While the distance from the town line itself may be smaller, O’Brien said the nearest Ecogen turbine would be 1,422 feet from the nearest residence in Naples. That distance exceeds the setback requirements of 1,200 to 1,375 feet set for non-participating residences — homes where owners do not have a lease agreement allowing a tower on their land — in Steuben or Yates counties. Those setbacks were established during project review using safety studies that analyzed the risk of scenarios like ice throw, blade throw and tower collapse.

Based on those studies, said O’Brien, “We believe 1,422 feet from the nearest Naples (residence) is more than sufficient to protect the safety and property rights of Naples landowners.”

Duserick has echoed concerns raised by residents that Naples property values will be affected by neighboring wind projects, although wind developers have said that may not be the case.

After receiving numerous calls and questions on the subject, Naples Assessor Kathleen Davis recently reported “so far, at least the town hasn’t lowered any assessments because of existing or planned wind towers.”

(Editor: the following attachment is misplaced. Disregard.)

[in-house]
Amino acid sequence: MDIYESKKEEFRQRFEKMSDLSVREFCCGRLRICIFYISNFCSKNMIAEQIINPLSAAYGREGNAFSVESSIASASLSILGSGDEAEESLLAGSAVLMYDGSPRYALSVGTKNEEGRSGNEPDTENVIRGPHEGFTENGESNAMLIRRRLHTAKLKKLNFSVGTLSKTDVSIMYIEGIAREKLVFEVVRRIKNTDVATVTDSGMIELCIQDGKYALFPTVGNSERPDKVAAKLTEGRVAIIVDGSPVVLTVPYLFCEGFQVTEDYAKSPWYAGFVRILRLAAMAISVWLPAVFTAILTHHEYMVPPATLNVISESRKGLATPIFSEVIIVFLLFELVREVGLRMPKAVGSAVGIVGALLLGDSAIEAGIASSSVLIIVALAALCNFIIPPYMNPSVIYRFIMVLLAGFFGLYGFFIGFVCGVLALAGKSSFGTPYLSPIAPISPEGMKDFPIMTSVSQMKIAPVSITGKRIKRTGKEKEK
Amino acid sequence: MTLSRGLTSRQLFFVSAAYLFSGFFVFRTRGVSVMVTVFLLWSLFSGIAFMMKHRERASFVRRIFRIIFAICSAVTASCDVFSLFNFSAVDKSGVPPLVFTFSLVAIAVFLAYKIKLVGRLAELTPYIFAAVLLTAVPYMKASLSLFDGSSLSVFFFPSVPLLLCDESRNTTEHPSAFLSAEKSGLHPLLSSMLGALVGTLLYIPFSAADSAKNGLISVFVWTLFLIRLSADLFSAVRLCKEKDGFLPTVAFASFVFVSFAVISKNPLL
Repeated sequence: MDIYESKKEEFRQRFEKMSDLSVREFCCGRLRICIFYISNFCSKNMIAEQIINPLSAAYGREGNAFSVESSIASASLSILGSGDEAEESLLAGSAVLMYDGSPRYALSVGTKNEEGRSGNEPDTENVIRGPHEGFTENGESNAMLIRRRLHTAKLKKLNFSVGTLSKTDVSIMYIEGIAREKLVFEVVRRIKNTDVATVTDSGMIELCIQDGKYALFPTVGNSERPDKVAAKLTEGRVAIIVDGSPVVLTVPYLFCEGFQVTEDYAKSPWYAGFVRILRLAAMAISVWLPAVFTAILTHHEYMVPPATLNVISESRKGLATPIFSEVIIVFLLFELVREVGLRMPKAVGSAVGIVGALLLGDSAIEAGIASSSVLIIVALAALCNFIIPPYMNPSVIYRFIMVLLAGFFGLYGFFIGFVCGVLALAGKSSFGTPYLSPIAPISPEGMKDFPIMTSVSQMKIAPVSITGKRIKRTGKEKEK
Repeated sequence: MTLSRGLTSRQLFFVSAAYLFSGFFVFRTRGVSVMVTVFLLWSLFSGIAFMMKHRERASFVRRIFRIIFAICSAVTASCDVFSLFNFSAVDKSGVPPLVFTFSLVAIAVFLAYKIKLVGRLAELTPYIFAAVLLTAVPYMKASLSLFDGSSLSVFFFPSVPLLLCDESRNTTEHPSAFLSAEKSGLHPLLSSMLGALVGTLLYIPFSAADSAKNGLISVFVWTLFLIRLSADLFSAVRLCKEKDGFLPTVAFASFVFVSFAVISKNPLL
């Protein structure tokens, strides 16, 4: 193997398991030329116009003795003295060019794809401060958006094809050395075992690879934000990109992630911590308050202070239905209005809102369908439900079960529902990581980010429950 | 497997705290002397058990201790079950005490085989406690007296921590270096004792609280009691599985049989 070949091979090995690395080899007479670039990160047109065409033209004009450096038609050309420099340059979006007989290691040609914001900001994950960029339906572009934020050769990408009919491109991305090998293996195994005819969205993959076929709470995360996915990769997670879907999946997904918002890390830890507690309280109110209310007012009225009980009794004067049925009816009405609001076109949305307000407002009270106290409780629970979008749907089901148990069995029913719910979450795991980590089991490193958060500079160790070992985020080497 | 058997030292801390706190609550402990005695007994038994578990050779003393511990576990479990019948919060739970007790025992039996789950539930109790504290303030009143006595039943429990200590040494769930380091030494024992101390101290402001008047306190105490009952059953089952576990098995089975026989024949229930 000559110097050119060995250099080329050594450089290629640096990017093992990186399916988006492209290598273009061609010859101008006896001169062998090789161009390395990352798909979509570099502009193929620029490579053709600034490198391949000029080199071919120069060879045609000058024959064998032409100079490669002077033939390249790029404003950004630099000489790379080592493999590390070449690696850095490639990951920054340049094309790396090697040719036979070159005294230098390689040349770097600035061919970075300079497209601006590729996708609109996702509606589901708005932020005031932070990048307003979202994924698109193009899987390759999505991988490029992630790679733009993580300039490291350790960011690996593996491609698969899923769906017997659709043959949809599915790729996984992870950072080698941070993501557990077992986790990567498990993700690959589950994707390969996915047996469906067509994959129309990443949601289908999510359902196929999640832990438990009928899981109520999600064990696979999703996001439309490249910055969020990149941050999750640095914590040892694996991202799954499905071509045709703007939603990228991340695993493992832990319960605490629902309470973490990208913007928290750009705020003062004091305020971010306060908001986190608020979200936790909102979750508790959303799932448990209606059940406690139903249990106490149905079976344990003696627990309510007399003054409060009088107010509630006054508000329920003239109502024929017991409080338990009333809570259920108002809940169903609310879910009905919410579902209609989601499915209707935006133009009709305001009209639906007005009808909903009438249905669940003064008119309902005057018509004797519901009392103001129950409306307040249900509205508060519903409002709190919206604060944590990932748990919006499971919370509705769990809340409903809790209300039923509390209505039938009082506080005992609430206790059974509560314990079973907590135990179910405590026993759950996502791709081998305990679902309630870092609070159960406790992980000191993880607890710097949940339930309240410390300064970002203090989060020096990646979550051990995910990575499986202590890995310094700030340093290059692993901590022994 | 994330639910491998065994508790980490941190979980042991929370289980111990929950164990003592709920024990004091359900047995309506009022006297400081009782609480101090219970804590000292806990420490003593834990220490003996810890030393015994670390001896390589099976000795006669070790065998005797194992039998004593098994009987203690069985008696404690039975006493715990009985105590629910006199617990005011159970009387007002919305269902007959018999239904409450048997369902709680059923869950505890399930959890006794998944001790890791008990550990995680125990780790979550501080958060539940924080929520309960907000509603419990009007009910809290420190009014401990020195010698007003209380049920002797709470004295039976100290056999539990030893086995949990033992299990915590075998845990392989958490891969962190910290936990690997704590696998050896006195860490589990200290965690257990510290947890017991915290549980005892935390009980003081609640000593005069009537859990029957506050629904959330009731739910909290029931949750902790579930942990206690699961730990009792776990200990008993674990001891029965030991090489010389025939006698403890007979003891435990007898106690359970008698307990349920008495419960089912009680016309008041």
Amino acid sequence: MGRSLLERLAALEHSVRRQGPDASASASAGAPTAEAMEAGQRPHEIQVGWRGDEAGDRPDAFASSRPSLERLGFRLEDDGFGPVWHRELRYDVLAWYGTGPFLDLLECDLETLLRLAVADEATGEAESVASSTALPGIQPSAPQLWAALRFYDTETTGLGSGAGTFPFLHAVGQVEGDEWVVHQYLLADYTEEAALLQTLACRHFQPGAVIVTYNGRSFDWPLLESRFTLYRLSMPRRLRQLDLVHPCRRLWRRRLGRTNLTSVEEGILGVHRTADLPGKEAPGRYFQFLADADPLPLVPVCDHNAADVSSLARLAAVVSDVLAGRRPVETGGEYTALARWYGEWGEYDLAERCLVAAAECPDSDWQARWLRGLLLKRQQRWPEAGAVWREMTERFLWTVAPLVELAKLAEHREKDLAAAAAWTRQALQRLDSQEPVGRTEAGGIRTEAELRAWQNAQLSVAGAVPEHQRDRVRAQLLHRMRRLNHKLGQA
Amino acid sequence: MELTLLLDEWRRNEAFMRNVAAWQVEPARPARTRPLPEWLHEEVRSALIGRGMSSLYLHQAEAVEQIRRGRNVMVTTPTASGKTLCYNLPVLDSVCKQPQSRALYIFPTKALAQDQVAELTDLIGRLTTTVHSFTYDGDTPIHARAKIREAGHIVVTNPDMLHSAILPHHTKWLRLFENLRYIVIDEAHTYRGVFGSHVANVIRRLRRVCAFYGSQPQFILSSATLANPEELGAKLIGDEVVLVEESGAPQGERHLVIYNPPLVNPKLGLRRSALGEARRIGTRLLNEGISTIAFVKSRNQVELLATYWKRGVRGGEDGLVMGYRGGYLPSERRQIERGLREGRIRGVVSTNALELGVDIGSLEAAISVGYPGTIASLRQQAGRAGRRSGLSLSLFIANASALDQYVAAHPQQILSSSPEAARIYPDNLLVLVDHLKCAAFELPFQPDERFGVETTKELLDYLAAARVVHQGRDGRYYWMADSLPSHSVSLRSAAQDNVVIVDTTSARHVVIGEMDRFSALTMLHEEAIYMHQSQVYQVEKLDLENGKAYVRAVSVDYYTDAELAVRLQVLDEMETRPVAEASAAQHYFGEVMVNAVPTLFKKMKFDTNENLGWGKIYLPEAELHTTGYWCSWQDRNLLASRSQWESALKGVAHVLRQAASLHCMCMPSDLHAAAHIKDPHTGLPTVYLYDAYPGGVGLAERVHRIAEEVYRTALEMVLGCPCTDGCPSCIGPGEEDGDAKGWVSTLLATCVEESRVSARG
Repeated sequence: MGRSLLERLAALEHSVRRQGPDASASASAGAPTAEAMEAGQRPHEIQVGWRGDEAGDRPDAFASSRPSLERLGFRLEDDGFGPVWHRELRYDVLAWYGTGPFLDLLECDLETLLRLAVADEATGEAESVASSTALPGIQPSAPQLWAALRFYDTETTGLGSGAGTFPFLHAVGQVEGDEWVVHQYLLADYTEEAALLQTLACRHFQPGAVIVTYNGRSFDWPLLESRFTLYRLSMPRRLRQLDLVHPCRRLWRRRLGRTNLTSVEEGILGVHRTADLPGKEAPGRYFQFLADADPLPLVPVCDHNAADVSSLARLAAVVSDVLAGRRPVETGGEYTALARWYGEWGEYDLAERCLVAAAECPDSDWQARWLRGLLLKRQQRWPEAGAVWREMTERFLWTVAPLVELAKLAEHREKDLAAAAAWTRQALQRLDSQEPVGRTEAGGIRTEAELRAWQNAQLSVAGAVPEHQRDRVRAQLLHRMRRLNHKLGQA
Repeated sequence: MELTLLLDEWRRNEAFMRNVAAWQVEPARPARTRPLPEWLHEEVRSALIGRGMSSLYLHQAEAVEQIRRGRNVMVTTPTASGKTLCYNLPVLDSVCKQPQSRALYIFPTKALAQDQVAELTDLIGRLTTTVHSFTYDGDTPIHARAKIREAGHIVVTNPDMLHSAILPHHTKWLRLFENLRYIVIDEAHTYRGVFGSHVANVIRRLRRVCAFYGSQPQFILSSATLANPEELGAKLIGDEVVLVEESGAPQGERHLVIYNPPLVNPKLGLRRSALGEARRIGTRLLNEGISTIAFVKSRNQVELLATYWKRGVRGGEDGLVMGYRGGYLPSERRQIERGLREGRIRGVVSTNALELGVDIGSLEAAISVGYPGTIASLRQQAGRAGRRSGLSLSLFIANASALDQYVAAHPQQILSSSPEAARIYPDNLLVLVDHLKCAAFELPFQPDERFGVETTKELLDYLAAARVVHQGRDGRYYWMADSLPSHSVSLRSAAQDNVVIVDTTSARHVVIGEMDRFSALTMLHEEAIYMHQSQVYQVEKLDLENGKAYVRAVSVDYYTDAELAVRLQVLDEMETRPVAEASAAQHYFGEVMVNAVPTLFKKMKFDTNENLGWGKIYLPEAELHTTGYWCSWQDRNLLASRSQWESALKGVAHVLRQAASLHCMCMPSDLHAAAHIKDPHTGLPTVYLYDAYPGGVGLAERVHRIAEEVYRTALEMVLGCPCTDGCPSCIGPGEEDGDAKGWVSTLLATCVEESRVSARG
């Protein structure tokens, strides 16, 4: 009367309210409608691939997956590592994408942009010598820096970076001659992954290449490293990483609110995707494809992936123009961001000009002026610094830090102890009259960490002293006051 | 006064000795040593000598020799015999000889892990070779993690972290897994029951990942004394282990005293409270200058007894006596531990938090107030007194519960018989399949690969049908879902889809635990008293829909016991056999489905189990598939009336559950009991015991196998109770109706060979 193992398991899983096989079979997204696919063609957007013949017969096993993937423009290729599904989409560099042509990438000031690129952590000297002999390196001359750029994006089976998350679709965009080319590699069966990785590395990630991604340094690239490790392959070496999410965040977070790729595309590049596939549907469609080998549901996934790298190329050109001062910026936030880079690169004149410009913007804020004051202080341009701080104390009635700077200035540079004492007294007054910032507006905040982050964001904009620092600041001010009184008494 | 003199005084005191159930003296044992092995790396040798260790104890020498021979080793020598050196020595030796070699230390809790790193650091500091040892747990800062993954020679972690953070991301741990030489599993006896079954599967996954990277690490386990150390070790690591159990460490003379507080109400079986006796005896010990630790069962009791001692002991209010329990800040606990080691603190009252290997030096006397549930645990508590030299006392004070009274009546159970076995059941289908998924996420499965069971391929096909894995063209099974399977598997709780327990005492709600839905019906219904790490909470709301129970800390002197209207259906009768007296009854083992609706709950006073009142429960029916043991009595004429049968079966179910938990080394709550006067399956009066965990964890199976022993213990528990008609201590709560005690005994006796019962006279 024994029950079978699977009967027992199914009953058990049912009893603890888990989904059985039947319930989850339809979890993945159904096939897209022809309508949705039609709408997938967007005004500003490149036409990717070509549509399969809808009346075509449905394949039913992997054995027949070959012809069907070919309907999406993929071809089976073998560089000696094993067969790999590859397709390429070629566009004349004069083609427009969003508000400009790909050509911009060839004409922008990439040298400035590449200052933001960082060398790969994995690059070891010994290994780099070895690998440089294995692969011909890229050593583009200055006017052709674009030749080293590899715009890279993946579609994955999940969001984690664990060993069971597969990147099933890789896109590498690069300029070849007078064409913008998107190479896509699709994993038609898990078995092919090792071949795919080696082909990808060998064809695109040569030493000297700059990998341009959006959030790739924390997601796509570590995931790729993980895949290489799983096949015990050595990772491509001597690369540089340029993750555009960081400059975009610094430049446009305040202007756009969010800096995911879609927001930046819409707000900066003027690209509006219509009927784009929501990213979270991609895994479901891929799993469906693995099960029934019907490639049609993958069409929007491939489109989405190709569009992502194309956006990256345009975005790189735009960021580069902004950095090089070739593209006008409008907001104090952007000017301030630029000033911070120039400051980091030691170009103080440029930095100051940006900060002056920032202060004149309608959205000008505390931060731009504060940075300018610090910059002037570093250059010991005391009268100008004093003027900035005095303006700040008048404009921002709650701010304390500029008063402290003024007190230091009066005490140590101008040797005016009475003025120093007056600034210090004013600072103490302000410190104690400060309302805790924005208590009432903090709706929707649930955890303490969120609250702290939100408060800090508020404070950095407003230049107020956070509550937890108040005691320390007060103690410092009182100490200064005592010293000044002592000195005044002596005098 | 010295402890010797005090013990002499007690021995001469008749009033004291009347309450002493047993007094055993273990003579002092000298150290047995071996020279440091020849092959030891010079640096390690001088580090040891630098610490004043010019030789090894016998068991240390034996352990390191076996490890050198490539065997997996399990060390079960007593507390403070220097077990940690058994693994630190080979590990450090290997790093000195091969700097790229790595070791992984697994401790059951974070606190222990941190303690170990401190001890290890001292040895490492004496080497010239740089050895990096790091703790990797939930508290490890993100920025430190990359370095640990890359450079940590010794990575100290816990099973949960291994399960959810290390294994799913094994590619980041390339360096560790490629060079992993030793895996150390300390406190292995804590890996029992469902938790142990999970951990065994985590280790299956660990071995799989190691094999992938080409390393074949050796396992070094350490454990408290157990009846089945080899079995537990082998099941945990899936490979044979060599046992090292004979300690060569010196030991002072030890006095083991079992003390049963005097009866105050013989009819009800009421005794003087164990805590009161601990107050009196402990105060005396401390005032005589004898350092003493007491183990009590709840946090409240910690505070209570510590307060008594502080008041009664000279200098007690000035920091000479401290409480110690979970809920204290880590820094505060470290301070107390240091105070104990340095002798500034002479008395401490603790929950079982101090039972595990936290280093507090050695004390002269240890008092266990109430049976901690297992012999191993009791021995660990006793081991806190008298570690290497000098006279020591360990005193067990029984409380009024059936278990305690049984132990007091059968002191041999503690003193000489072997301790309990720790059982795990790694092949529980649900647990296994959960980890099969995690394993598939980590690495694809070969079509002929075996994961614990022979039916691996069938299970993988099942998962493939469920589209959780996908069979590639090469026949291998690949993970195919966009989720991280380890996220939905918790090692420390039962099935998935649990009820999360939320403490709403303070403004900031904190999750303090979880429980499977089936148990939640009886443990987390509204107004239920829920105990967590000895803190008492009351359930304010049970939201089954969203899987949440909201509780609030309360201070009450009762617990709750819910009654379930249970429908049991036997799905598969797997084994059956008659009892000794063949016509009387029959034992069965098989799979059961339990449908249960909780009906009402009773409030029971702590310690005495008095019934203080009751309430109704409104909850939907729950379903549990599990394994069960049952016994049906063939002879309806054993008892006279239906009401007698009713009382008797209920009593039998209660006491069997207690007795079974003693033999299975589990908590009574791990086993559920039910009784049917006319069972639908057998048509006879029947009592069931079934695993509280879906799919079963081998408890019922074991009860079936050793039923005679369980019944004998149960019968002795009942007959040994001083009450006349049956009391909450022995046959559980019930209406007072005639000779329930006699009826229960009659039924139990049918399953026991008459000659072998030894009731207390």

Davis said most questions have centered on an assessment reduced during the town’s recent revaluation on a property bordering Ecogen’s project area owned by John Servo, president of local anti-windmill group Advocates for Prattsburgh. Servo has published statements saying that an independent appraisal of the undeveloped property supported a 60-percent reduction in the tax assessment, since the property will no longer being suitable for building once neighboring turbines go up.

Davis said the assessment was dropped due to a change in use — since the property was not being marketed or prepared for development, it did not need to remain on file as a prime building lot. But, she said, tax assessments are reactive, and neighboring wind development hasn’t yet shown that it’s affecting Naples’ housing market.